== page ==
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perish
used in The Iliad by Homer (translated by: Lang, Leaf, & Myers)

57 uses
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Definition
to die — especially in an unnatural way

or:

to be destroyed or cease to exist
  • Yet for all this will I give her back, if that is better; rather would I see my folk whole than perishing.
    Book 1 (19% in)
  • Apollo, the son of Leto and of Zeus; for he in anger at the king sent a sore plague upon the host, so that the folk began to perish, because Atreides had done dishonour to Chryses the priest.
    Book 1 (2% in)
  • Now for nine days ranged the god's shafts through the host; but on the tenth Achilles summoned the folk to assembly, for in his mind did goddess Hera of white arms put the thought, because she had pity on the Danaans when she beheld them perishing.
    Book 1 (10% in)
  • Two generations of mortal men already had he seen perish, that had been of old time born and nurtured with him in goodly Pylos, and he was king among the third.
    Book 1 (41% in)
  • So the people began to perish in multitudes, and the god's shafts ranged everywhither throughout the wide host of the Achaians.
    Book 1 (63% in)
  • But they would leave to Priam and the Trojans their boast, even Helen of Argos, for whose sake many an Achaian hath perished in Troy, far away from his dear native land.
    Book 2 (19% in)
  • But ye would leave to Priam and the Trojans their boast, even Helen of Argos, for whose sake many an Achaian hath perished in Troy, far from his dear native land.
    Book 2 (21% in)
  • To us hath Zeus the counsellor shown this great sign, late come, of late fulfilment, the fame whereof shall never perish.
    Book 2 (38% in)
  • Son of Atreus, do thou still, as erst, keep steadfast purpose and lead the Argives amid the violent fray; and for these, let them perish, the one or two Achaians that take secret counsel—to depart to Argos first, before they know whether the promise of aegis-bearing Zeus be a lie or no. Yea, for I say that most mighty Kronion pledged us his word that day when the Argives embarked upon their fleet ships, bearing unto the Trojans death and fate; for by his lightning upon our right he...
    Book 2 (41% in)
  • Then in wrath bright Aphrodite spake to her: "Provoke me not, rash woman, lest in mine anger I desert thee, and hate thee even as now I love thee beyond measure, and lest I devise grievous enmities between both, even betwixt Trojans and Achaians, and so thou perish in evil wise."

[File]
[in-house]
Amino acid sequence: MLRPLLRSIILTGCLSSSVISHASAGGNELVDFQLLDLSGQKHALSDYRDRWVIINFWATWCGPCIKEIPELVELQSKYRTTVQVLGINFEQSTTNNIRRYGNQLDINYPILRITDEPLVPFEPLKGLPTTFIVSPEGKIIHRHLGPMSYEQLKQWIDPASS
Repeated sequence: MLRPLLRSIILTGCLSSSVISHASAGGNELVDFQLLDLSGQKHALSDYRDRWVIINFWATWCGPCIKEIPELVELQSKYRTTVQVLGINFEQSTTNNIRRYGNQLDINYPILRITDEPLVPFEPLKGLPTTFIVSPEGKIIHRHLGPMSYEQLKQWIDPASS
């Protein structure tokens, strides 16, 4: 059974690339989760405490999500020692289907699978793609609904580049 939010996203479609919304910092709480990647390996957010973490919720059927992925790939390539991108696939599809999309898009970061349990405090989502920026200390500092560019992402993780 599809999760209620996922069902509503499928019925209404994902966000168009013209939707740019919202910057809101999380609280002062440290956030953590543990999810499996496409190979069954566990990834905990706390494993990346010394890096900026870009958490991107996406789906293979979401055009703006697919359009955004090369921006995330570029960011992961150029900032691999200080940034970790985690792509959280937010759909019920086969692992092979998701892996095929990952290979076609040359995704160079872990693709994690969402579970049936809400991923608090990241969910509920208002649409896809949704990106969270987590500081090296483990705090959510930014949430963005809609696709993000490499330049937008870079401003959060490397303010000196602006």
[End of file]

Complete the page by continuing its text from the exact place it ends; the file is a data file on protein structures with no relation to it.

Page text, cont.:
Book 3 (90% in)
  • There Helen took her seat, the child of aegis-bearing Zeus, and with eyes turned askance spake and chode her lord: "Thou comest back from battle; would thou hadst perished there, vanquished of that great warrior that was my former husband.
    Book 3 (93% in)
  • Yet these sit apart and take there pleasure in beholding; but beside that other ever standeth laughter-loving Aphrodite and wardeth off fate from him, and now hath she saved him as he thought to perish.
    Book 4 (2% in)
  • We avow ourselves to be better men by far than our fathers were: we did take the seat of Thebes the seven gated, though we led a scantier host against a stronger wall, because we followed the omens of the gods and the salvation of Zeus; but they perished by their own iniquities.
    Book 4 (75% in)
  • ]; neither can the long lines of causeys hold it in, nor the fences of fruitful orchards stay its sudden coming when the rain of heaven driveth it; and before it perish in multitudes the fair works of the sons of men.
    Book 5 (8% in)
  • And now might Aineias king of men have perished, but that Aphrodite daughter of Zeus was swift to mark.
    Book 5 (36% in)
  • The folk are perishing about the city and high wall in battle, and for thy sake the battle-cry is kindled and war around this city; yes thyself wouldest thou fall out with another, didst thou see him shrinking from hateful war.
    Book 6 (49% in)
  • Surely it is to give the Danaans unequal victory in battle! seeing thou hast no mercy on the Trojans, that perish.
    Book 7 (5% in)
  • The wealth that Alexandros brought in his hollow ships to Troy-would he had perished first!
    Book 7 (82% in)
  • So spake he, and the Father had pity on him as he wept, and vouchsafed him that his folk should be saved and perish not.
    Book 8 (47% in)
  • Now at the sight of them the white-armed goddess Hera had compassion, and anon spake winged words to Athene: "Out on it, thou child of aegis-bearing Zeus, shall not we twain any more take thought for the Danaans that perish, if only for this last time?
    Book 8 (67% in)
  • Now will they fill up the measure of evil destiny and perish by one man's onslaught; seeing that he is furious now beyond endurance, this Hector son of Priam, and verily hath wrought many a deed of ill."